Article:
Many modern businesses are reliant on electricity to function. This makes them highly vulnerable to a power outage. If the electricity goes out, the business has no choice but to suspend operations until power is restored. A standby generator can solve this problem, providing needed power to keep business going at an acceptable level until the local electric company fixes the outage. By choosing a standby business generator that supports your facility’s needs, you’ll be able to prevent income loss while also better serving your customers and community.

How Standby Generators Work

In most cases, standby generators are connected directly to your building’s power system and are designed to switch on automatically when the main power goes out. This ensures minimal interruption to your business activities and removes the requirement to manually start the generator when power fails. When power is restored, the generator automatically switches off. In residential settings, homeowners often can get by with a standby generator that provides limited amounts of power. However, to keep a commercial or retail facility in operation, the owner will need a generator powerful enough to produce sufficient electricity to maintain lights, heating or cooling equipment, cash registers, computer systems, and other vital equipment.

Types of Standby Generators

Standby generators operate using different types of fossil fuels. The most common types of generators use:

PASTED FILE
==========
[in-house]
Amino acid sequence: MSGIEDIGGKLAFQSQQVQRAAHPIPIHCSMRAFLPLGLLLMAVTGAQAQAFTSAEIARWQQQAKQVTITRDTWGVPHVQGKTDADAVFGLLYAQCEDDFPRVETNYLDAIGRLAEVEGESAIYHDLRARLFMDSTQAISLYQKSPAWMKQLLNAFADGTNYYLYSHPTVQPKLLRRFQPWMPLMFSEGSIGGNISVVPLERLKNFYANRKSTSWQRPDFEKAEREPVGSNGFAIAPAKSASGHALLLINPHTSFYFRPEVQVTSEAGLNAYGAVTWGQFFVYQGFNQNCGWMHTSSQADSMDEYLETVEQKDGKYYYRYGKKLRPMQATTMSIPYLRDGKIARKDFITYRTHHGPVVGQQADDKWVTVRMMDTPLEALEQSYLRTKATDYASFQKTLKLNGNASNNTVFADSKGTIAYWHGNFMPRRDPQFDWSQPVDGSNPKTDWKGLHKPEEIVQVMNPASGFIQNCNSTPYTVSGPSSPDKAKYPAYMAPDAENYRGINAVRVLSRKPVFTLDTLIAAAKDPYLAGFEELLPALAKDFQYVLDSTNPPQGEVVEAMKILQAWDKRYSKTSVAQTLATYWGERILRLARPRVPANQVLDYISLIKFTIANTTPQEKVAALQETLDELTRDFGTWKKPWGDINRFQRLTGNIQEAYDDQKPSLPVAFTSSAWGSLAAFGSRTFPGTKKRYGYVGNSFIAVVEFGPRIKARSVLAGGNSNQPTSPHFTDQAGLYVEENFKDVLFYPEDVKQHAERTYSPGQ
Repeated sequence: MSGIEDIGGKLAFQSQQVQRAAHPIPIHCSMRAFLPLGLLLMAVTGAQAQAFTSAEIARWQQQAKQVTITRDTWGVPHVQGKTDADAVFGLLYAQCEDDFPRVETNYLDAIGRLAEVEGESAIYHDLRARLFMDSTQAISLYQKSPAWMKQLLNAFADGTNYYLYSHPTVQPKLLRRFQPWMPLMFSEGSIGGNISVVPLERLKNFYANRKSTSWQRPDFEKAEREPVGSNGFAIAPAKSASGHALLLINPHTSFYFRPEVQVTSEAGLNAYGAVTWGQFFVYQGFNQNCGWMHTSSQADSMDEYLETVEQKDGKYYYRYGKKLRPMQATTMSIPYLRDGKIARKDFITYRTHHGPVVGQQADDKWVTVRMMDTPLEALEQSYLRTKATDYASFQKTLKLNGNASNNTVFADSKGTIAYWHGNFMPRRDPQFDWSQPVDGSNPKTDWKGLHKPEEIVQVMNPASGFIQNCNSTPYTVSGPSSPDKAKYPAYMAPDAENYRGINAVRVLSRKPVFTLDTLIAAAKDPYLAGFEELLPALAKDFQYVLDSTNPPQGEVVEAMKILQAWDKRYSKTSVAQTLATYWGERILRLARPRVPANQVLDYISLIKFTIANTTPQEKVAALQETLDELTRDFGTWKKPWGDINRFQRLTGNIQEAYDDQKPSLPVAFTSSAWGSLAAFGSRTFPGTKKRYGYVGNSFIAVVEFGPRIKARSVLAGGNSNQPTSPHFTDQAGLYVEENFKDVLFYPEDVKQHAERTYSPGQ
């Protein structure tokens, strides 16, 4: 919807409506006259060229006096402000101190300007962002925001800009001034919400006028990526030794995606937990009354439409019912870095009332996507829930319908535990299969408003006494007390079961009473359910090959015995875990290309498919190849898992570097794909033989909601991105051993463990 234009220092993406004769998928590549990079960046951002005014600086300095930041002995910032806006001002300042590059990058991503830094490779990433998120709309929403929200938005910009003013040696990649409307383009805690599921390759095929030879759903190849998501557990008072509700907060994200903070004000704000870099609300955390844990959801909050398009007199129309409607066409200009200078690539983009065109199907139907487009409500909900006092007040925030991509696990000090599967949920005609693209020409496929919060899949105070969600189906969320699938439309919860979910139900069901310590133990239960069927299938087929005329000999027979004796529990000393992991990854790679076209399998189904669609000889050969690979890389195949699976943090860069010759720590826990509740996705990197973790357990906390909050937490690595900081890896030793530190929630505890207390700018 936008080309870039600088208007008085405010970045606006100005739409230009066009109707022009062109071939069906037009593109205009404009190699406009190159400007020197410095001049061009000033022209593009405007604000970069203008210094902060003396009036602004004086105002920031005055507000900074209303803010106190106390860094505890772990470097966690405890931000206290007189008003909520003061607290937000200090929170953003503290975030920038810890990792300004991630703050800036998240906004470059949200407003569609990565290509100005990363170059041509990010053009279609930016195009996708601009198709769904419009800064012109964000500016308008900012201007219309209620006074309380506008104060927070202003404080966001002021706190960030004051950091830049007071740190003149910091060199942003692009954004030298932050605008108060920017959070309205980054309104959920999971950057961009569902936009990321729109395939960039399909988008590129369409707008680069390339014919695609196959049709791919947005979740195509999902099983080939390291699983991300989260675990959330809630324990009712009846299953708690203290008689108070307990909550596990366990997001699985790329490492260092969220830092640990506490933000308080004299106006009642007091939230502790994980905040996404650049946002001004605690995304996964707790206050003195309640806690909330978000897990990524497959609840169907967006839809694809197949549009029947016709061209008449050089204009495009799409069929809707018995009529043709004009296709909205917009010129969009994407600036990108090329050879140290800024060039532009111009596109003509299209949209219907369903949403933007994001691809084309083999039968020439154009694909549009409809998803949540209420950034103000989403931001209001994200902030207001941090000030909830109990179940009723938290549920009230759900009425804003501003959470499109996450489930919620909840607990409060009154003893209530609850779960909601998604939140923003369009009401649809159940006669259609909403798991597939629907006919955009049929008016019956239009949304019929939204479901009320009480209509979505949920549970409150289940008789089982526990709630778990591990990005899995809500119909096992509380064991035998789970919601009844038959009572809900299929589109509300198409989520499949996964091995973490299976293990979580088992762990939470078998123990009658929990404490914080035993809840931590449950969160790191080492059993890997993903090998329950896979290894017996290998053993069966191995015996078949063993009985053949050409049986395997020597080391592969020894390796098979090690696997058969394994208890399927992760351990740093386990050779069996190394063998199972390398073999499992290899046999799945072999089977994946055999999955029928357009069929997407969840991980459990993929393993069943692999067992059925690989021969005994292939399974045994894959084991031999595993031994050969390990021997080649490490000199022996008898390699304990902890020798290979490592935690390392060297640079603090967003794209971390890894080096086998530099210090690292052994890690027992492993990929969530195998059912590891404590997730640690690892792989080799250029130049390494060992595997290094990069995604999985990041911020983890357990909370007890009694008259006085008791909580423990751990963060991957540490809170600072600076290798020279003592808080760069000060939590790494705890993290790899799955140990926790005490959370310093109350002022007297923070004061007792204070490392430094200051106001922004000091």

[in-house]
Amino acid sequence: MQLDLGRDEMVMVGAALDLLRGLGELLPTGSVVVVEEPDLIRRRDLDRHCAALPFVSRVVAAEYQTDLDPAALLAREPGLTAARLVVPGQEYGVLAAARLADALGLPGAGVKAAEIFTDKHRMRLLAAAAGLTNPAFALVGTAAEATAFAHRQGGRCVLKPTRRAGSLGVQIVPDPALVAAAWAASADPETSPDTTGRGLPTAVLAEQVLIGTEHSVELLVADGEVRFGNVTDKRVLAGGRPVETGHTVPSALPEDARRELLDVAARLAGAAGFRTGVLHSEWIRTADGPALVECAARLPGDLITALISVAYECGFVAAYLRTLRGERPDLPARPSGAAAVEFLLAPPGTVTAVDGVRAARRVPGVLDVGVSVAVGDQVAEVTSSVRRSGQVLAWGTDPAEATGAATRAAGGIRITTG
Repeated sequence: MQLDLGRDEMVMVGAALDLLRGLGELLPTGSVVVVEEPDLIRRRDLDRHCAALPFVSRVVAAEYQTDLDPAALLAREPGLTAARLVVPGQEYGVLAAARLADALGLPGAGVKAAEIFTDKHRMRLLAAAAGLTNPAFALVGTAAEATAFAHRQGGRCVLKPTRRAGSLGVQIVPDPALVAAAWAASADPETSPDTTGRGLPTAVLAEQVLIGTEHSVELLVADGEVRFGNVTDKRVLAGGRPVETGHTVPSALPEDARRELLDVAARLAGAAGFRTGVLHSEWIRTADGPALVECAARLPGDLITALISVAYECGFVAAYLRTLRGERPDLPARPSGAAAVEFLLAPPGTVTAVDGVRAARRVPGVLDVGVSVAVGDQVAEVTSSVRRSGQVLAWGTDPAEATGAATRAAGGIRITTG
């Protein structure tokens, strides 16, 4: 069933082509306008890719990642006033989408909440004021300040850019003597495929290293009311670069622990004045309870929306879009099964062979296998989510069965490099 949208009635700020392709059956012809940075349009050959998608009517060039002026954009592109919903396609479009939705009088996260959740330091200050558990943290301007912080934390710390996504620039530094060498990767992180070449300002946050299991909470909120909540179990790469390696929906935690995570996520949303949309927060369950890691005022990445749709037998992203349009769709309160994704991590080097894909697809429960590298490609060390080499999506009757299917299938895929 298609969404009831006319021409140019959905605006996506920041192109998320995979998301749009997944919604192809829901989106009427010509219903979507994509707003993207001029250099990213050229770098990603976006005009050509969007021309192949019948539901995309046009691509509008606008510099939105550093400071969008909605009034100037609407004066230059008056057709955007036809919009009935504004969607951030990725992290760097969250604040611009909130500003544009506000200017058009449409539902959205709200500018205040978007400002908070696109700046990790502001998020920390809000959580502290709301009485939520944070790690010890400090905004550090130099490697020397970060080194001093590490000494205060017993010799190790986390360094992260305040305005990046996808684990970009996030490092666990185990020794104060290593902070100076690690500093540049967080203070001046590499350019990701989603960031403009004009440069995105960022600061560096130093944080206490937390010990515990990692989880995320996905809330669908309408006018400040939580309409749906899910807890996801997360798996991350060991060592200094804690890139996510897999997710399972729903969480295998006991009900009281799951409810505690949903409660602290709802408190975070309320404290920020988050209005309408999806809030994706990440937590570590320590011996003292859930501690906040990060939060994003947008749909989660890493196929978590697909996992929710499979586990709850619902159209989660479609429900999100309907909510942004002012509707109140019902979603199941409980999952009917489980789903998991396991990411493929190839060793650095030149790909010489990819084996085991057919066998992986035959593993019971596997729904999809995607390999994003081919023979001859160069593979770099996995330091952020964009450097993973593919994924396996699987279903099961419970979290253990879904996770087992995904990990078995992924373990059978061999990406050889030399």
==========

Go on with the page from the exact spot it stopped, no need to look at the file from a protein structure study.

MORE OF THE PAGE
• Natural gas
  • Propane
  • Diesel fuel

Fuel is provided through local utility hookups or is stored in a tank located in or near the building. In most cases, it’s better to choose a standby generator that can be fueled by natural gas provided by your local utility company. This is the safest option and usually ensures an uninterrupted supply of fuel even during a widespread power outage. Using a generator that requires on-site supplies of propane or diesel fuel increases the risk of fire or explosion during an emergency situation. Storing fuel at your business premises also may be against state or local safety regulations.

Power Needs

When selecting a standby generator for your business, carefully assess your power needs before choosing and installing the generator. The generator must be able to accommodate the three-phase power systems common to many commercial facilities. It must also be able to produce enough power to run all necessary equipment and systems. Consult with your electrical contractor for help calculating the amount of power your business will need in an emergency. Select a standby generator that will provide somewhat more power than this amount. This will ensure you have enough electricity for basic operations plus more in case power demands are higher than expected.

Cost

Standby generators can be costly. They require expert installation from CT Generator Service to function properly and safely, and the generator equipment itself tends to be expensive. However, a standby generator can mean the difference between keeping your business open during a power outage or being forced to close it down, losing the revenue that could have been generated during that time. During a local emergency, customers and authorities both will be thankful to have functioning retail outlets where supplies and material can be purchased. In many cases, a standby generator can pay for itself during a single extended power outage. The multiple benefits of standby generators make them not just useful, but critical for commercial businesses.

Maintenance and Upkeep

To make sure they’re in good operating condition, Standby generators should be inspected and maintained regularly. Schedule annual generator maintenance from your local trusted electrical contractor. Regular preventive maintenance will ensure the system works properly and safely and that it can be relied on during a power-related emergency.

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